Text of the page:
In the US, unions are a major political donor and expend a lot of political capital on lobbying elected representatives. Are there countries where unions are banned from making any sort of donations and/or are not allowed to lobby politicians?

4 Answers 4


British Columbia, Canada

Campaign donation limits in B.C. have levelled playing field, CBC analysis finds

A ban on union and corporate donations to B.C. political parties and a cap on the amount individuals can give has hurt the provincial Liberals the most, a CBC News analysis has found.

The ban was introduced by the NDP government, with Green Party support, in November 2017.

Me? Totally happy to see unions banned from this. Corporations too.

Lobbying is still allowed. We've had lobbying questions before and the general consensus seemed to be that talking to your representative is a valid and necessary activity in a democracy.


Singapore. Political Donations Act 2000 Handbook (Jan 2021):

Trade unions, societies, charities and mutual benefit organisations are set up for specific purposes. These organisations are not permissible donors.

(Note that labour unions in Singapore are already under the complete control of the one-party state anyway.)


Quebec, Canada. Only individuals are allowed to give to a political party. Maximum 100$/year (200$ in election year). No company, corporation, union or any other organization is allowed to contribute to political parties. The state gives money according to what the parties have gathered and also according to votes in the last election.



Unions are not allowed to directly finance an electoral campaign in France. Article L52-8 of French electoral code:

Les personnes morales, à l'exception des partis ou groupements politiques, ne peuvent participer au financement de la campagne électorale d'un candidat

Juridical persons, except political parties or groupments, cannot contribute to the funding of a candidate's electoral campaign

Juridical persons in French law include Unions, companies, non-profit associations, corporations, art foundations, etc.

They can't give money to a politcal party either:

Depuis 1995, les personnes morales (entreprises, fondations...) ne peuvent pas financer un parti.

Since 1995, juridical persons (enterprises, foundations...) can't finance a [political] party.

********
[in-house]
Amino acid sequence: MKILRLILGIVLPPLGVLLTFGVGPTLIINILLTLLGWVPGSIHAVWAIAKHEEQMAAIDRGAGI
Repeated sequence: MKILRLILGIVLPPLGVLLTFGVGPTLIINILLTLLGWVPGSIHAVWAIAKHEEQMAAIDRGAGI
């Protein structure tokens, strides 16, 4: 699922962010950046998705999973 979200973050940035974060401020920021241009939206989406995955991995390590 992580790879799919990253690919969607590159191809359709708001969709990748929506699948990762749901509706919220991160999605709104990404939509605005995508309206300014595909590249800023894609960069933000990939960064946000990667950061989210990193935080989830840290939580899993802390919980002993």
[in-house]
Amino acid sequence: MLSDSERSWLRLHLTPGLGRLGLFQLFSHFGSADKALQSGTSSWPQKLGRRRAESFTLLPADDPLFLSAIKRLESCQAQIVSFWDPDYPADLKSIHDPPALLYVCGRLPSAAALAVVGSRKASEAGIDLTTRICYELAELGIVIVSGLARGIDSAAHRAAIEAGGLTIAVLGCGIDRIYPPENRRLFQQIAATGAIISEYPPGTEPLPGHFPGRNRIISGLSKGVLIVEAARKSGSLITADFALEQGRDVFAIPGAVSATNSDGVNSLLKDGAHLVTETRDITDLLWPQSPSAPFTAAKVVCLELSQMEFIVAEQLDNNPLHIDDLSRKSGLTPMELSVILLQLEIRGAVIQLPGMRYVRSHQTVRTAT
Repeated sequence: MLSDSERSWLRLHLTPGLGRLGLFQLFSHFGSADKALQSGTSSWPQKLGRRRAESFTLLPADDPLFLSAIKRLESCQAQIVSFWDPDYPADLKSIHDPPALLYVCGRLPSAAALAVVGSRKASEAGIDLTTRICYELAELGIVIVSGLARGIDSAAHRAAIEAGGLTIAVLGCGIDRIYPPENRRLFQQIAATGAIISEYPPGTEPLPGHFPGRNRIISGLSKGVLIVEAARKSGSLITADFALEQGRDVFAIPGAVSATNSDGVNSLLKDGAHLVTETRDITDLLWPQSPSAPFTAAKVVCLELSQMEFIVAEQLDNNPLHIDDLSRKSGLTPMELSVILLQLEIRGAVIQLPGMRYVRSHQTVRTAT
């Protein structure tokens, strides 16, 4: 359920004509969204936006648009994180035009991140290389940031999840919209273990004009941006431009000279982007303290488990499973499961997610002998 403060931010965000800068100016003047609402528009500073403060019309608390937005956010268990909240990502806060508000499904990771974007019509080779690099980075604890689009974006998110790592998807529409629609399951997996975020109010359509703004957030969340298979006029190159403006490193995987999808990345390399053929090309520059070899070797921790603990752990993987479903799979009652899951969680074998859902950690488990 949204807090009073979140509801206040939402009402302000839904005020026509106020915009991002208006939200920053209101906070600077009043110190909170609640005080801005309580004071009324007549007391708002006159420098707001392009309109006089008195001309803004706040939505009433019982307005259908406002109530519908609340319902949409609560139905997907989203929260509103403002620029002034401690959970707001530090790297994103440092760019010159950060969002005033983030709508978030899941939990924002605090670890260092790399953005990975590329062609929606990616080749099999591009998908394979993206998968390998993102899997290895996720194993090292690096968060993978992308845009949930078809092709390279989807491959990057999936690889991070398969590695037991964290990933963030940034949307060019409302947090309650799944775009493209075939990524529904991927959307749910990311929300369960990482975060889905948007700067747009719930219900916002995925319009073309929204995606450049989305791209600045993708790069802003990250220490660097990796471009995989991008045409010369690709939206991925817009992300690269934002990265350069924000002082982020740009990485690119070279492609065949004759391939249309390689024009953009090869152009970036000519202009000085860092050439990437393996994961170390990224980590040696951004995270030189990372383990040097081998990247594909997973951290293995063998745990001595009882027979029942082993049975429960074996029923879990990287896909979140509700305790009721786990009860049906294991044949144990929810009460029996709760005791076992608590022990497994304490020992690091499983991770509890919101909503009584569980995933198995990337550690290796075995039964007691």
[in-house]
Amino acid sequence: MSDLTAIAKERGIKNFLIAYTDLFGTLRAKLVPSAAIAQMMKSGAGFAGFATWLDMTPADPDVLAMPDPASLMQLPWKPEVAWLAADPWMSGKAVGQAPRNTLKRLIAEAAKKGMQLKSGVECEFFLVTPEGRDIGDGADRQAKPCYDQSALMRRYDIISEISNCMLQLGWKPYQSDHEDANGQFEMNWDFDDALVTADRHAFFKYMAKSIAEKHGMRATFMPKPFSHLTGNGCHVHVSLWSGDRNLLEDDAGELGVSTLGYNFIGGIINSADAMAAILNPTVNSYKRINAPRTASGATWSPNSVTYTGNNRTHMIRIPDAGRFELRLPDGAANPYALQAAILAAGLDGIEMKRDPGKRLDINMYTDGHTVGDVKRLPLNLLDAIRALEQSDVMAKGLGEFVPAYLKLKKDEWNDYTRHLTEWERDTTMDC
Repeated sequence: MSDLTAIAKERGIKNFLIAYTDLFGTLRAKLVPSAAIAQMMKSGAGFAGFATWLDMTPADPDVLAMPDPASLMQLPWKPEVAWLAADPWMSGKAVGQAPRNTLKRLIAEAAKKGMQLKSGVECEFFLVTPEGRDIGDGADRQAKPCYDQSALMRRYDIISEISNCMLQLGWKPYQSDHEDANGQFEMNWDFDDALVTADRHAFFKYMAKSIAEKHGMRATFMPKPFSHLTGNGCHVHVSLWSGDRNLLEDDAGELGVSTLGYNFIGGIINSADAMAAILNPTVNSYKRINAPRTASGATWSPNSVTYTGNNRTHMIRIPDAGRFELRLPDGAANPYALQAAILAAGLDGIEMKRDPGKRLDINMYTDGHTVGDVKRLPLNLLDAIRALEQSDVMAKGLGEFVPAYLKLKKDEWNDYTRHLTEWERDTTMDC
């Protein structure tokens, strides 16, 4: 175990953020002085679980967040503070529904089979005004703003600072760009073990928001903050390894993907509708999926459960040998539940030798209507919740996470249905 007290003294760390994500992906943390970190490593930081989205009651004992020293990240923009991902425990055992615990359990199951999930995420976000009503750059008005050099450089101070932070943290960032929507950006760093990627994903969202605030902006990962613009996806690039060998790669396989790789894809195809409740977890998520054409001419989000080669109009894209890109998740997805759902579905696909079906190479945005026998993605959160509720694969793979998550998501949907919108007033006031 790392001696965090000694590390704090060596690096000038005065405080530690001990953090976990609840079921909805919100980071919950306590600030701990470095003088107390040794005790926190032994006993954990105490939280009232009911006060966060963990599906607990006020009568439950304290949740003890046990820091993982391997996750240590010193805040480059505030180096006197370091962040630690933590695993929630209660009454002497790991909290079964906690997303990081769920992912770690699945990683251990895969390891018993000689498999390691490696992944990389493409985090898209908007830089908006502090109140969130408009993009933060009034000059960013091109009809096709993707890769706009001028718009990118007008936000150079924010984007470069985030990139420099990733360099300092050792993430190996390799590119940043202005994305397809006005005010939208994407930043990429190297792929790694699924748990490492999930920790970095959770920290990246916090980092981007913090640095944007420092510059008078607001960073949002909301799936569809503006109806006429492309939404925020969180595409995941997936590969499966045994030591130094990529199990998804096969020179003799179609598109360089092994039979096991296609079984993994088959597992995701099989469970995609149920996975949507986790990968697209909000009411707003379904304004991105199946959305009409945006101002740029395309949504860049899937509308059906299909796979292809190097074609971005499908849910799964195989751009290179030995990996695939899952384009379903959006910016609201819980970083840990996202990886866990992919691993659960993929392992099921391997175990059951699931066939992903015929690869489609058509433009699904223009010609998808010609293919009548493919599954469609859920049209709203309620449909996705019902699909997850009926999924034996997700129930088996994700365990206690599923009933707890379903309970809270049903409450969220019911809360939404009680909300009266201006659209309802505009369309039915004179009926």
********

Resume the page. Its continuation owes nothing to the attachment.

• Could you explain why, in the view of the French legal system, unions are not "groupements politiques" excluded from the ban? The way I would read it, the definition given in L2131-1 ("defend the rights and material and moral interests") sounds quite "political".
    – ccprog
    Sep 18, 2023 at 14:16
  • IANAL, but my understanding is that "partis politiques" must be registered as such and "groupements politiques" are just several parties bounding together. They have to respect many strict laws about their ressources. Unions are recognized on a different level; they participate in workers deleguates' elections (but not in political elections) and are included in negociations within their company or their branch.
    – Evargalo
    Sep 18, 2023 at 19:39
  • 1
    Might wanna mention that moral persons seems to correspond to a Juridical person which includes both unions and corporations. So this reads as an explicit ban on any such entity, including unions and corporations, but allowing for political parties. Sep 18, 2023 at 22:55
  • @ItalianPhilosophers4Monica : thanks, I didn't know the correct phrase in English, I have edited it in the body of the answer.
    – Evargalo
    Sep 19, 2023 at 6:17
  • De rien. I had to look it up myself, because I figured it was wider than just corporate personhood. Sep 19, 2023 at 6:34

You must log in to answer this question.

Not the answer you're looking for? Browse other questions tagged .